April 15, 2006
Broader election flaws persist
With the announcement Thursday that Diebold Election Systems has agreed to sell 138 touch-screen voting machines to Leon County for $691,373, questions concerning Supervisor of Elections Ion Sancho's ability to comply with federal law became all but moot.
Undeniably, the news was good - for Mr. Sancho, Leon County and voters here in the capital. Diebold's change of heart will effectively prevent punitive measures had this county not been able to ensure voting access for disabled citizens.
But the bad news is that this latest turn of events in no way addresses the overarching problem at the root of Mr. Sancho's headaches: state laws that put too much control of a constitutionally protected right in the hands of private companies and have weakened the vote verification process.
And there is no evidence whatever that state officials think that's a problem.
The state certifies three voting equipment companies to do business with all 67 county supervisors of elections. By law, they can do business only with certified companies. And, by law, supervisors cannot mix and match equipment from different vendors, even if it's technologically compatible.
Mr. Sancho is known among his supporters and critics as a passionate advocate. An expert in his field and an unreconstructed voting rights activist, Mr. Sancho's demeanor is off-putting to some. This might have been a factor in his previous failure to reach an agreement with any of the three companies.
Mr. Sancho, however, answers only to Leon County voters. They're his boss, and continue to re-elect him because his track record in the administration of elections is the envy of any election supervisor.
Even so, he must act within the law, even when the law is flawed. Ours is.
For one, it does not effectively regulate the three private companies that election officers are required to do business with. The state regulates private utilities; there's no reason there shouldn't also be more oversight of firms that play such an important role in democracy.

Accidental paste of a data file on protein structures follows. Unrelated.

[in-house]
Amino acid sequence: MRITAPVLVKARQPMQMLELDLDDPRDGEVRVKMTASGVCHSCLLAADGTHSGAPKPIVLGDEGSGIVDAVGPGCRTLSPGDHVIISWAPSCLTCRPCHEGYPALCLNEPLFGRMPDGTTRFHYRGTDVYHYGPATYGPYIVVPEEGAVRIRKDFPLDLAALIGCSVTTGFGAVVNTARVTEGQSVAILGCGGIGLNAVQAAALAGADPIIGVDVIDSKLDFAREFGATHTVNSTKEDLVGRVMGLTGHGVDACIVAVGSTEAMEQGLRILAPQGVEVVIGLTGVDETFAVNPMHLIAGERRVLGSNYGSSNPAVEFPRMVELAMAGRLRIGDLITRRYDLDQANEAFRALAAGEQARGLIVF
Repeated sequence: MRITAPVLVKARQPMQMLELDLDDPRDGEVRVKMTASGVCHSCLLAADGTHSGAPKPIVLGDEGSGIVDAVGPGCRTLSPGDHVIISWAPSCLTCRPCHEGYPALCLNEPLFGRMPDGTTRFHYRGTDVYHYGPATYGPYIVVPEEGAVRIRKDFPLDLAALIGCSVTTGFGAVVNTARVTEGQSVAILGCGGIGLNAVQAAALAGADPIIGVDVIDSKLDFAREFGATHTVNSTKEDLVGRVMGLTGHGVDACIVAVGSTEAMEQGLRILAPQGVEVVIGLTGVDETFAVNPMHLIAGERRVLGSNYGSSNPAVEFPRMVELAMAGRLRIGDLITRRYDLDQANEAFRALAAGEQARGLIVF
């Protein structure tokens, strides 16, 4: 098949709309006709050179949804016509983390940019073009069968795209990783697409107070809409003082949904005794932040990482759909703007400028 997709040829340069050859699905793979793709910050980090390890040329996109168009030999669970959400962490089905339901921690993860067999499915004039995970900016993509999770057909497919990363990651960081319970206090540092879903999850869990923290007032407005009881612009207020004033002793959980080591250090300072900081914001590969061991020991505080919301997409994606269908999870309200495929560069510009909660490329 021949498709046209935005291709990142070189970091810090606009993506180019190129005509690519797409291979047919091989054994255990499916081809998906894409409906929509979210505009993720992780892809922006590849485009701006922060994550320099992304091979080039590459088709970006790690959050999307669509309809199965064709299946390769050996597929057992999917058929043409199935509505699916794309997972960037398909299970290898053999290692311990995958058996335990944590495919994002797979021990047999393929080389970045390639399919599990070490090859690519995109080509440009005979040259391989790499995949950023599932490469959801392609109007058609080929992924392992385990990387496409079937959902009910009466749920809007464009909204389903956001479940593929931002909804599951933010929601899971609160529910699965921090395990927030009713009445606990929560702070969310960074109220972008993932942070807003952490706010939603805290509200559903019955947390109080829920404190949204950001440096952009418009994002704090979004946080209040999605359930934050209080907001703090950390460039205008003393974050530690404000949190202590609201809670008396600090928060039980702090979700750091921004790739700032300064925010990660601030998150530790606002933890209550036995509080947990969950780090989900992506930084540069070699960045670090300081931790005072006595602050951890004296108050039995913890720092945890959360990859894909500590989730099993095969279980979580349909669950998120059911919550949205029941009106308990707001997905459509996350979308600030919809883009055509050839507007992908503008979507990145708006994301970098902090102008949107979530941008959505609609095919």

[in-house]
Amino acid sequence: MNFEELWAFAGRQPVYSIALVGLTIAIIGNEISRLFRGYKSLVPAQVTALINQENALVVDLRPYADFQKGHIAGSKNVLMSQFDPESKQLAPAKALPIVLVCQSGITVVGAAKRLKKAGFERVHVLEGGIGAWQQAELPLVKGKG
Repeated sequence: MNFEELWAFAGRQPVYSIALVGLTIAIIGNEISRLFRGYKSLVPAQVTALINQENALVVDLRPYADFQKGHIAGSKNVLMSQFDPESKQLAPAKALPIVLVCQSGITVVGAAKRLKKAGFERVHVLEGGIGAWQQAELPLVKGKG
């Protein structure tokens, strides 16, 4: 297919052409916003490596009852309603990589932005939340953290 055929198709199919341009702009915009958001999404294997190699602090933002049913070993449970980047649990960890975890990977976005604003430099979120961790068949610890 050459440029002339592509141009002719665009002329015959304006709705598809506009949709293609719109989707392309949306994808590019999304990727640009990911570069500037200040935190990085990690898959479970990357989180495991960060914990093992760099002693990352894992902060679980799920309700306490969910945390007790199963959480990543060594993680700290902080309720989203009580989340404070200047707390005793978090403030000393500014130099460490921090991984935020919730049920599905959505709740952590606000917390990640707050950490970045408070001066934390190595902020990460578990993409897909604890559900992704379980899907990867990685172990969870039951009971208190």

(Florida Attorney General Charlie Crist is investigating possible antitrust violations in connection with the three companies' earlier refusal to do business with Leon County. That probe is continuing despite Thursday's announcement, a spokesman for Mr. Crist said Friday.)
In addition, while several other states are requiring procedures to ensure high levels of public confidence in the election process, Florida is not. Recounts and audits, Mr. Sancho says, are virtually banned in the Sunshine State as a result of election laws written in the past five years. He describes the Legislature's failure in this regard as "nothing short of outrageous."
Finally, Mr. Sancho says that this episode has taught him that the Department of State, whose secretary is Florida's top elections official, can't be counted on to be an advocate for supervisors of elections.
The moral of the story, he says, is "buyer beware ... and the state will not intervene to assist individuals or counties who want to question the process. They are not going to be supported and, in fact, are left to their own devices to determine what's going on."
Leon County may breathe a sigh of relief. But Florida still has a bigger issue to consider.
Originally published April 15, 2006
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